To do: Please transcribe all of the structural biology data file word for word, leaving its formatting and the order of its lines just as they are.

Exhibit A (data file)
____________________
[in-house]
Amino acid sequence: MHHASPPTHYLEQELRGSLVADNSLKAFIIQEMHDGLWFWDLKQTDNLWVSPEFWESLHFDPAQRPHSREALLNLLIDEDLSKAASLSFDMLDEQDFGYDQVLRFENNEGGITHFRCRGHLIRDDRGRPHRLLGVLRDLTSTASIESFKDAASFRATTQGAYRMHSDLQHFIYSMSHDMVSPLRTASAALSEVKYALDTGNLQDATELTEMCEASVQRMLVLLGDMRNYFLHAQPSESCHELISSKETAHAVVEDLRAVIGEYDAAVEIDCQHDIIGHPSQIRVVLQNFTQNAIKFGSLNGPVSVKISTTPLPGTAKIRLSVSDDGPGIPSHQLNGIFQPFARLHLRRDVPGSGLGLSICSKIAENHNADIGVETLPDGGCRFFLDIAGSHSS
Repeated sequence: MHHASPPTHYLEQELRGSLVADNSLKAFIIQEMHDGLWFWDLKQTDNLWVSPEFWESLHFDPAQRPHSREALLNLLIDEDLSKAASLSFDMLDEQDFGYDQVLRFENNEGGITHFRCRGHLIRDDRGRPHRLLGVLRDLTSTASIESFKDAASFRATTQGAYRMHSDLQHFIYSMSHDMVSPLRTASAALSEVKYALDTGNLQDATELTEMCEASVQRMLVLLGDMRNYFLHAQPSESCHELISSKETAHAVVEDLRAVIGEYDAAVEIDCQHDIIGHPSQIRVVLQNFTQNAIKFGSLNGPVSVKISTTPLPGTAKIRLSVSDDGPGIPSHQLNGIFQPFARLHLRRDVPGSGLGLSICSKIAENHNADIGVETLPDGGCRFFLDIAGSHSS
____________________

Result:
[in-house]
Amino acid sequence: MHHASPPTHYLEQELRGSLVADNSLKAFIIQEMHDGLWFWDLKQTDNLWVSPEFWESLHFDPAQRPHSREALLNLLIDEDLSKAASLSFDMLDEQDFGYDQVLRFENNEGGITHFRCRGHLIRDDRGRPHRLLGVLRDLTSTASIESFKDAASFRATTQGAYRMHSDLQHFIYSMSHDMVSPLRTASAALSEVKYALDTGNLQDATELTEMCEASVQRMLVLLGDMRNYFLHAQPSESCHELISSKETAHAVVEDLRAVIGEYDAAVEIDCQHDIIGHPSQIRVVLQNFTQNAIKFGSLNGPVSVKISTTPLPGTAKIRLSVSDDGPGIPSHQLNGIFQPFARLHLRRDVPGSGLGLSICSKIAENHNADIGVETLPDGGCRFFLDIAGSHSS
Repeated sequence: MHHASPPTHYLEQELRGSLVADNSLKAFIIQEMHDGLWFWDLKQTDNLWVSPEFWESLHFDPAQRPHSREALLNLLIDEDLSKAASLSFDMLDEQDFGYDQVLRFENNEGGITHFRCRGHLIRDDRGRPHRLLGVLRDLTSTASIESFKDAASFRATTQGAYRMHSDLQHFIYSMSHDMVSPLRTASAALSEVKYALDTGNLQDATELTEMCEASVQRMLVLLGDMRNYFLHAQPSESCHELISSKETAHAVVEDLRAVIGEYDAAVEIDCQHDIIGHPSQIRVVLQNFTQNAIKFGSLNGPVSVKISTTPLPGTAKIRLSVSDDGPGIPSHQLNGIFQPFARLHLRRDVPGSGLGLSICSKIAENHNADIGVETLPDGGCRFFLDIAGSHSS